What Am I Doing Wrong? ...by Bill Knell
At various times in our lives we take a snapshot of where we are, where we were and where we would like to be. Most of us aren't totally happy with the results. Sometimes we compare our situation to those of our friends or associates. That makes us ask, "Why can't I be where they are in their life and career? What am I doing wrong?"
If you're going to take some time for self-examination and compare your life to other people's, you should never allow that time to turn into a self-condemnation session. Sure, we would all like to be doing better then we are, but everyone is different. You might be surprised to find out that some of the people you have decided to compare yourself with are not as happy or fulfilled as you think.
During my late teens and early twenties, I spent a lot of time with a guy I'll call Jimmy. He played guitar and I liked fooling around with the drums, so we ended up as close friends. When we first met in a group of people, he seemed somewhat distant and troubled. Having been where he was, I understood that living in New York City and being a teenager was a lot of pressure for anyone to deal with. We spent a lot of time playing music and talking. Being a couple of years older then Jim, he tended to listen to some of my advice. After we had known each other for awhile, Jimmy told me that he had been contemplating suicide and meeting me had probably saved his life.
While we were close friends, our fortunes changed. He started college, moved to Long Island and got engaged. During the same time, I had invested myself and all I had into what I had hoped would become an opportunity for me, only to find myself totally betrayed and all my hopes dashed. This resulted in some bad decision making on my part, which left me without friends or what I believed was much of a future. So I moved to another part of New York City and took a job as a Church Cleaner.
During the time I worked at that Church, I met some new friends. Although the Church I worked for was one that I didn't worship at, I found myself in a position to work with and help teens that were getting into trouble there. Although I can never say that the time I spent cleaning that Church was financially profitable, it was a growth experience that gave me the opportunity to share myself with others and help a lot of people. That's something that no one can place a price tag on.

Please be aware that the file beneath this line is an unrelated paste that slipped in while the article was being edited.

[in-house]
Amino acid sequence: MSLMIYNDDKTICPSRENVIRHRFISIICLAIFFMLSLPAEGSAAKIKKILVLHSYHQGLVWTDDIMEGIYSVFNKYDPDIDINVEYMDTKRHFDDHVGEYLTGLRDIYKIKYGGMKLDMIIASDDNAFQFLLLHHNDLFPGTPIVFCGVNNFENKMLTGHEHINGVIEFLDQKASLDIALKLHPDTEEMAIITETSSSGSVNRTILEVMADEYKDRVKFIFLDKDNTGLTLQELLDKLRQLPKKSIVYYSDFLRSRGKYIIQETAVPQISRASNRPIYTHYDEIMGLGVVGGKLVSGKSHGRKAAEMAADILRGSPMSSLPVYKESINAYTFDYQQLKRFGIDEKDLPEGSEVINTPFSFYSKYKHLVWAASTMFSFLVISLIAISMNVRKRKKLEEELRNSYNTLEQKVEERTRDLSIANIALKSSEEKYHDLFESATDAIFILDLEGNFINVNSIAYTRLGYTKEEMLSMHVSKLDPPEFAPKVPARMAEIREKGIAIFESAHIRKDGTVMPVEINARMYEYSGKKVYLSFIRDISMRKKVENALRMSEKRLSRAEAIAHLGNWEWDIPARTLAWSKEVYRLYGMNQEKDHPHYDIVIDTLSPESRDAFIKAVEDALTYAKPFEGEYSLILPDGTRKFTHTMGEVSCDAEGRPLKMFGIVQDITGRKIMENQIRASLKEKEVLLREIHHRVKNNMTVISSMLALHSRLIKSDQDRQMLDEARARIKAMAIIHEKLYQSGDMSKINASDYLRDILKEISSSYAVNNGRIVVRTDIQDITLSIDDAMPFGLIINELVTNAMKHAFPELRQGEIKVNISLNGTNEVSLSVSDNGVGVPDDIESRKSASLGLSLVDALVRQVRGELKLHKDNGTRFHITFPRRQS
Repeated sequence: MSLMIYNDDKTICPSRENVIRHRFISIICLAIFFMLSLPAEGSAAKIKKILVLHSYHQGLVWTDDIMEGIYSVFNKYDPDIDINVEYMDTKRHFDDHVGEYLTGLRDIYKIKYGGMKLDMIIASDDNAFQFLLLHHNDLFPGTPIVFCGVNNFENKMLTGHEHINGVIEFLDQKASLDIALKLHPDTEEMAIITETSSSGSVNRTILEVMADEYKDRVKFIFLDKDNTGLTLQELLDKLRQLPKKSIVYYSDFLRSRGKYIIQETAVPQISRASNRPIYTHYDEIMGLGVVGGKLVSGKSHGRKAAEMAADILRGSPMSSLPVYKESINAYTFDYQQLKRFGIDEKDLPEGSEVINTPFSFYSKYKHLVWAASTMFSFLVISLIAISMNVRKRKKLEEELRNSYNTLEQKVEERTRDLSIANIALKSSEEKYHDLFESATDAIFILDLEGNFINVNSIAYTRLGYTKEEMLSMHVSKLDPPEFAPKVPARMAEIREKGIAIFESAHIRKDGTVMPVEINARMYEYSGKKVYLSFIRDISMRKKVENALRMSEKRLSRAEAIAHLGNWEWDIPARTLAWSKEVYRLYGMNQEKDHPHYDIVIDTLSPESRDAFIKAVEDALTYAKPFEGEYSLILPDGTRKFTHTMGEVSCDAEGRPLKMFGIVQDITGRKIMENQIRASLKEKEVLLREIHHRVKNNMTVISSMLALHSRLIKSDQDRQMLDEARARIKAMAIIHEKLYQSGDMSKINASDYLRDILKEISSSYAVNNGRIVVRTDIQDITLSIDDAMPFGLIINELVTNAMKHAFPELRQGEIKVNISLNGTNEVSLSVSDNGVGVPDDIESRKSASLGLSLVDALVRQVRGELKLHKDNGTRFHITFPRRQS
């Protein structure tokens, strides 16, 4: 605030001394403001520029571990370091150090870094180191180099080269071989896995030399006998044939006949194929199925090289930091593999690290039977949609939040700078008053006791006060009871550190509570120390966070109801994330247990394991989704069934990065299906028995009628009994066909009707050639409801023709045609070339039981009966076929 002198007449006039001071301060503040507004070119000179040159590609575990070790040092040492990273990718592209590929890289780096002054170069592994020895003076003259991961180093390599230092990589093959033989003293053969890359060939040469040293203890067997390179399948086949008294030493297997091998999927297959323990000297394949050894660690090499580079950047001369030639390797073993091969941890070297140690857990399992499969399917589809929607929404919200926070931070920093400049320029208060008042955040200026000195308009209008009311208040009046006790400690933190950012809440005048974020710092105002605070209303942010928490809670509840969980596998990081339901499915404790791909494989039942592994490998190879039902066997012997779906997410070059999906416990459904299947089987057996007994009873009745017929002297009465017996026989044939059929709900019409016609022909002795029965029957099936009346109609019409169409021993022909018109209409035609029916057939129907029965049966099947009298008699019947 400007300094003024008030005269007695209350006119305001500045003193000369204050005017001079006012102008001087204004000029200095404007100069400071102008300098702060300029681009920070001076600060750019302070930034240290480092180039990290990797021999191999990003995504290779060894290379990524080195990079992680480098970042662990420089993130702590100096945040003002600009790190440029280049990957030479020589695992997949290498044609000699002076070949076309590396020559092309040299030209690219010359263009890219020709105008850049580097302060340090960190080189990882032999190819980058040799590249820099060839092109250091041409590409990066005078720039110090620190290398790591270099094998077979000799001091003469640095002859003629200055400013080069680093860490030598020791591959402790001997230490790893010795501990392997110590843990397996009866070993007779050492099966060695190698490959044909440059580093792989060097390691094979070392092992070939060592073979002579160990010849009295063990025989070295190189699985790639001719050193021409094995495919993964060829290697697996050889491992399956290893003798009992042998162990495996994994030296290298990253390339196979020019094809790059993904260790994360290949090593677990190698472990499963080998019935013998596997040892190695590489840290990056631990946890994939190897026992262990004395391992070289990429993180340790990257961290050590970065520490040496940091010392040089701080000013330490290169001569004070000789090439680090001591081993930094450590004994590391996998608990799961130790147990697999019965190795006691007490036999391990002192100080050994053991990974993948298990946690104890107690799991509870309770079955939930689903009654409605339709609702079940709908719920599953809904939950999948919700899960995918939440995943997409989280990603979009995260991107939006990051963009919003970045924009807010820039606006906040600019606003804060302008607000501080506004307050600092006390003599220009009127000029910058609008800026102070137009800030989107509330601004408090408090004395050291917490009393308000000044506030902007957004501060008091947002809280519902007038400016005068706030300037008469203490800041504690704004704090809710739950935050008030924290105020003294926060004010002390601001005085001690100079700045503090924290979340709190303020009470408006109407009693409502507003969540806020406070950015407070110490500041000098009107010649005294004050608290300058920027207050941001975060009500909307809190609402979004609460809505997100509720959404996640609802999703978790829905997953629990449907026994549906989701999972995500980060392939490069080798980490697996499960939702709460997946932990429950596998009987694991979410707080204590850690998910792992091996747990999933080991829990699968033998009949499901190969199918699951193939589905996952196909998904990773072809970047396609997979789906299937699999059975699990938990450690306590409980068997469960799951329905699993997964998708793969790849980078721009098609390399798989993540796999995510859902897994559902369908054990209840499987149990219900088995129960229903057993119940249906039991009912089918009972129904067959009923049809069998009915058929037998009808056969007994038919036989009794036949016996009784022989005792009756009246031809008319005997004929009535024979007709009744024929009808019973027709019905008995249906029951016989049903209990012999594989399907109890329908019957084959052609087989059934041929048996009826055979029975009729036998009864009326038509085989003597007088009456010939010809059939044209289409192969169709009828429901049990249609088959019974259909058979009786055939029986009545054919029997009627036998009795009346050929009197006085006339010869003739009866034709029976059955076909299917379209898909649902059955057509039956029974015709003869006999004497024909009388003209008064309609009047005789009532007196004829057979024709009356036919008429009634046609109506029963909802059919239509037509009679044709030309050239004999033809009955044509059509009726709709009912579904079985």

It was Jimmy's goal to be a professional musician. He never attained that goal to the extent that he would have liked. His parents were intent on him becoming a professional in a more stable field, a doctor or lawyer. He did become a lawyer and as I look at him today, I sometimes get jealous. Not because he's a lawyer, but because I would have liked to have had supportive parents. His parents made everything Jimmy has possible for him. Since we haven't spoken for many years, I do not know how happy or unhappy he is. I know of his situation, but not how he feels about it. What I do know is that he probably wouldn't be here at all if we hadn't met. Rather then fret over all the advantages that Jimmy had over me, I can rejoice over the fact that I was able to help someone to go on and not give up!
Before you decide to have a personal pity party over where you are as compared to friends, relatives or co-workers, stop and take stock of some of the good things that you've done. Things that have nothing to do with money or status. And if you're still not satisfied, then it's time to get out and lend a hand to someone. Volunteer at a hospital or blood bank. Donate your time to a church, synagogue, mosque or whatever religion you choose to follow. Use your experiences to empower and encourage those down on their luck. It's never too late to start doing good. And it's likely that good will come back to you.
During the time I was having a lot of problems, Jimmy was too busy and self-involved to help me. Maybe he was angry because of some of the bad decisions I had made and I fully understand that. But help did come. I had given help and it returned to me when I needed it. Looking at things in the present can distort our view of our own situation and sometimes make us feel badly. Where you are now, might be exactly where you should be, even if it doesn't seem that way.